• Grilled chicken breast
  • Hard-boiled eggs
  • Tuna or cubed chicken tossed with light mayo, mustard, celery, and carrot

Or make this: Sneak some fruit into your child’s tuna salad sandwich for added flavor and nutrition. Mix 1 16-oz. can of canned tuna, drained, with 1 small apple, diced, 1 Tbsp mayo. Stuff the mixture into a whole wheat pita pocket, cut in half. “A sweet crunch will make your sandwich taste better. If you don’t have an apple, try a chopped pear,” says Sandra Nissenberg, MS, RD, and author of “The Everything Kids’ Cookbook.”

Sides with substance
Rethink that bag of chips. Only 1 in 4 children consumes the recommended 5 servings of fresh fruits and vegetables daily. Pop in those fried potatoes and you’re missing an opportunity to slip some much-needed nutrients back into their diets. (Avoid these 15 “healthy” snacks.) We ranked the best options.

  1. Carrot sticks
  2. Celery sticks
  3. Apple slices with peanut butter
  4. Fruit salad
  5. Banana, pear, peach, or any other whole fruit
  6. Olives
  7. Almonds and raisins
  8. Triscuits
  9. Small bag of pretzel sticks or Goldfish pretzels
  10. Baked! Lay’s

Or make this: Whip up a big batch of healthy trail mix on the weekend and you’ll have an easy side you can tweak during the week. Mix ½ small pretzel sticks, ½ cup raisins, ½ cup peanuts, ½ sunflower seeds, ¼ cup chocolate chips in a large bowl. Store in an airtight container or re-sealable bag. “Trail mix is so versatile you can create your own versions, too,” says Nissenberg. “Try adding some yogurt-covered raisins, dry cereal, fish crackers, chocolate-coated candies, or even popcorn.”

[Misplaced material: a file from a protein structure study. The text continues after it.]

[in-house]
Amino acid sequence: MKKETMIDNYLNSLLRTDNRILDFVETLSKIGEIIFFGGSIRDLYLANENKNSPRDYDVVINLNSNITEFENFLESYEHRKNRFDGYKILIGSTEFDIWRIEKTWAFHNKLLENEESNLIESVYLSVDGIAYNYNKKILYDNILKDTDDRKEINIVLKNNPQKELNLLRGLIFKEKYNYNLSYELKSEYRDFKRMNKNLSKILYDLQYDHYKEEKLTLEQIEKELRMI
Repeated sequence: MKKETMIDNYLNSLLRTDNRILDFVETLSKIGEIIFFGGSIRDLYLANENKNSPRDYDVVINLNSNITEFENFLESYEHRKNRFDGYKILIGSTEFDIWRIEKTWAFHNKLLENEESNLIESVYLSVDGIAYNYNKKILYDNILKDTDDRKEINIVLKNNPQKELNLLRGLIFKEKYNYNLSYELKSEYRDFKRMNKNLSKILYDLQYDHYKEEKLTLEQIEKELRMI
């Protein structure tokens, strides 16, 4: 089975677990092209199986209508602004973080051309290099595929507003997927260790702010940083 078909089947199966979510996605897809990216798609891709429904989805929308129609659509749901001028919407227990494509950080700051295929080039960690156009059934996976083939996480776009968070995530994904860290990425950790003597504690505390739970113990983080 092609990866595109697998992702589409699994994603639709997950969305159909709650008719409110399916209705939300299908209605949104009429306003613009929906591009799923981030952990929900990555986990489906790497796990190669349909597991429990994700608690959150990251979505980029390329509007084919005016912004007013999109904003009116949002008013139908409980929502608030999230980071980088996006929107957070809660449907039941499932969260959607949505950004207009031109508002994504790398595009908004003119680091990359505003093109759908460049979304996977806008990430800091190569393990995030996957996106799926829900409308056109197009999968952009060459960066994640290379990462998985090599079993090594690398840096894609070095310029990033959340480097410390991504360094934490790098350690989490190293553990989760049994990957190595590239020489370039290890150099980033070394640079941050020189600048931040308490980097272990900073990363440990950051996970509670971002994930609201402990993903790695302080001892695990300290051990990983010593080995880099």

Or this: Bag your own chips, says Krieger. Cut a whole wheat pita into 6 to 8 triangles. Toss with 1 Tbsp of olive oil, a little salt, and, if your kid likes spice, a dusting of ancho chili powder. Bake in a 350°F oven for 20 minutes, or until crisp. Take that, Pringles.

Low-impact treat
You’ve gotta give them something they can brag to their friends about, right? But first, a couple of rules: No trans fats. Keep sugar less than 12 grams. No more than 100 calories. (Check out our list of the 20 healthiest desserts in America.) These options even eke out a few added nutrients.

  • Fruit leather
  • Squeezable yogurt
  • Low-fat, low-sugar chocolate pudding
  • Sugar-free Jell-O
  • Rice Krispies Treats
  • A square of chocolate

Or make this: What kid doesn’t love Rice Krispies Treats? “Here’s the family favorite, updated,” says Krieger. A half-square has 100 calories and even a few grams of protein. Combine ¾ cup chunky natural-style peanut butter and ¾ cup honey in a large pot. Cook over medium-low heat until melted, 2 to 3 minutes. Add 6 cups crispy brown rice cereal and 2/3 cups of chopped dried cherries. Stir until the mixture is sticky. Press into a 9- by 13-inch pan covered with cooking spray. Chill in the refrigerator for 40 minutes. Cut into 15 2½- by 3-inch squares.

© 2009 Rodale Inc. All rights reserved. No reproduction, transmission or display is permitted without the written permissions of Rodale Inc.